Liver injury may be associated with COVID-19 due to direct damage of the viral infection to liver cells up to 20 months after infection

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A study by researchers from the State University of Pará, (UEPA)-Brazil and São Paulo University-Brazil has shown that liver function in patients up to 20 Months of Long COVID still manifest abnormalities indicating liver injury.

The study findings were published on preprint server and is currently being peer reviewed.
https://www.preprints.org/manuscript/202302.0145/v1

In this study, patients with long-term COVID symptoms that lasted up to 20 months were admitted. Alterations were identified in the average levels of ALT, AST, LDH, GGT, and ferritin. The elevation of ferritin, a group of inflammatory markers, was related to the increase in the levels of other liver markers, and ESR was above the reference values in all groups in this study.

In addition, we observed that age > 60 years, male sex, and AST and GGT levels above the reference values were more associated with ALT > 29 U/L. The high correlation between ALT and AST levels also suggests a high risk of liver damage.

An et al. [18] also reported elevated levels of ALT, GGT, and ALP 14 days after hospital discharge within 2 months of the initial infection. According to Gameil et al. [19], ALT, AST, GGT, and ALP levels may be elevated 3 months after the resolution of COVID-19. Such altered markers are the result of direct damage caused by the virus to hepatocytes and a systemic inflammatory process already documented in hospitalised patients whose levels of IFN-λ, interleukin (IL)-6, IL-10, and IL-2 are found to be high [20].

Patients with severe COVID-19 have elevated levels of AST, ALT, and GGT [21] and reduced albumin levels [22]. In the findings of our study, the mean albumin levels were within normal limits.

AST has also been used as a liver marker. Because it is produced in the muscle, and patients with long-term COVID have fatigue and muscle weakness as the most frequent symptoms, the elevation of this marker is questionable as to its hepatic origin [23].

However, the correlation and association between ALT and AST identified in our study suggest that true liver injury is the predominant source of aminotransferase elevation.

Bende et al. [17] identified liver stiffness and viscosity in patients with post-COVID-19 syndrome, whose rates were significantly higher in those with lung in- jury in the acute phase and developed exacerbated clinical manifestations. Liver viscosity appears to be associated with the degree of inflammation and hepatic steatosis [24].

Although ferritin was the only inflammatory marker with differences between the study groups, we observed that the mean ESR values were above the reference values in all groups, which could be explained by a probable residual systemic inflammatory response [19].

In hospitalised patients with COVID-19, liver markers demonstrate a correlation between ALT and AST levels; however, this relationship has not been identified between muscle degradation and inflammatory markers, which suggests that liver damage is directly caused by the presence of the virus in the tissue, whose mechanisms have not yet been fully elucidated [25]. In our study, there was a correlation between markers of muscle degradation (LDH) and inflammation (ferritin).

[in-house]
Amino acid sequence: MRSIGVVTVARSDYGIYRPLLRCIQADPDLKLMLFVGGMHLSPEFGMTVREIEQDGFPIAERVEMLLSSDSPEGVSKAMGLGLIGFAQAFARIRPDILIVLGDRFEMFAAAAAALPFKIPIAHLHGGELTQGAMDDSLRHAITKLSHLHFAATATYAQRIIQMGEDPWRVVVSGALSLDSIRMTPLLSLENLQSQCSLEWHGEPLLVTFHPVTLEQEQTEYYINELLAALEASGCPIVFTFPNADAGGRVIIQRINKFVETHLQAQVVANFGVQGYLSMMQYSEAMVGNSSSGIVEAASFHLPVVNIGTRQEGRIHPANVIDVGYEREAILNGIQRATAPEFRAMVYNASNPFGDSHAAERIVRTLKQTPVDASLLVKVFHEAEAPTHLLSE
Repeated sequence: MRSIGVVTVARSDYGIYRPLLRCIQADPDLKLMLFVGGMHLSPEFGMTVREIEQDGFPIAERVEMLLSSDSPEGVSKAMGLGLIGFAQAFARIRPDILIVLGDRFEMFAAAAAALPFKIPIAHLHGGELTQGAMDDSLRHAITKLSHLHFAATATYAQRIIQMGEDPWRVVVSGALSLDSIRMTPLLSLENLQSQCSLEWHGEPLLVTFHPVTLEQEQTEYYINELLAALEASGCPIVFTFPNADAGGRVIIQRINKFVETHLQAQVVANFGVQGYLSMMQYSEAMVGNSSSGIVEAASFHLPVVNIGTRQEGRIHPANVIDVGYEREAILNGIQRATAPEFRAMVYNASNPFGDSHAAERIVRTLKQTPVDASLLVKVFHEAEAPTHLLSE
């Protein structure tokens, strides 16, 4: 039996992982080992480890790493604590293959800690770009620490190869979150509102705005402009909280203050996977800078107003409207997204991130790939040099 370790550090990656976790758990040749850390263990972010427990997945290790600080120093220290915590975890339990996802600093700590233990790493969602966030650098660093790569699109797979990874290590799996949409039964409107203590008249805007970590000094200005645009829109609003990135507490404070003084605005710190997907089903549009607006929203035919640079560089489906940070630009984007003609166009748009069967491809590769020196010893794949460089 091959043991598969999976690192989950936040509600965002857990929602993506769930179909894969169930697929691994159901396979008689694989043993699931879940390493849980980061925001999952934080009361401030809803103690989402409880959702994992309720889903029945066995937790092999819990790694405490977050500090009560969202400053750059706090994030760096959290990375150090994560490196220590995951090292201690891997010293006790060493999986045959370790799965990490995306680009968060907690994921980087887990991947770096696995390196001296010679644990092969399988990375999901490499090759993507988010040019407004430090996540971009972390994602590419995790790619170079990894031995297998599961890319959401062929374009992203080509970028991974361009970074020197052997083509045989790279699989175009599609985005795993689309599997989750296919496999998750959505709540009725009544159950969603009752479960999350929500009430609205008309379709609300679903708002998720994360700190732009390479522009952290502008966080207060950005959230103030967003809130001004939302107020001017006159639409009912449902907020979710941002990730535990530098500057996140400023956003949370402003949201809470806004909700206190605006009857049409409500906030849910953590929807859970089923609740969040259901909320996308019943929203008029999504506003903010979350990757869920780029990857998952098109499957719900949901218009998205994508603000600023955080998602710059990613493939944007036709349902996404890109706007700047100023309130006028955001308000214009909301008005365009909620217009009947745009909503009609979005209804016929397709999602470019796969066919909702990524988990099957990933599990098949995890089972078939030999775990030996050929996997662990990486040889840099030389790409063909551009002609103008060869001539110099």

Alteration of liver markers without concomitant elevation of serum total bilirubin observed in acute and long COVID, as well as the elevated expression of ACE2 in cholangiocytes, suggests a persistent systemic inflammatory response in these patients [26]. ACE2-mediated direct viral invasion of hepatocytes, disrupted immune homeostasis, systemic inflammatory response, concomitant hypotension, pneumonia-associated hypoxia, cytokine storm with increased pro-inflammatory cytokines, and drug use suggest probable pathogenesis of liver injury in long-term COVID [27, 28].

An et al. [18] highlighted that patients in serious conditions during acute COVID-19 used more drug therapies, such as oxygen inhalation, antiviral drugs, anti-infective drugs, vasoactive drugs, hormone therapy, immunoregulatory drugs, drugs to regulate the intestinal flora, and symptomatic treatment drugs. Most of these drugs have hepato- toxic effects and may cause liver damage in patients with long-term COVID [29-30].

In addition, reliable control groups are difficult to obtain because of the pandemic that affects many people. On the other hand, this study evaluates possible liver damage in patients with up to 20 months of long COVID, the first study in the literature, mainly in the Amazon Region.

Changes in liver function markers, such as ALT, AST, LDH, GGT, and ferritin, may be present in patients who have developed long-term COVID, especially those hospital- ised during acute infection. This may be due to the direct injury caused by the virus to hepatocytes and a persistent systemic inflammatory process.

Furthermore, the results of this study suggest that changes in markers of liver injury in patients with long-term COVID may persist for more than 1.5 years after the resolution of COVID-19.

Finally, we suggest that new studies be carried out, especially those that allow monitoring the evolution of these patients for a longer time to identify whether such findings are indelible or transient, which represents one of the main gaps in current scientific knowledge.

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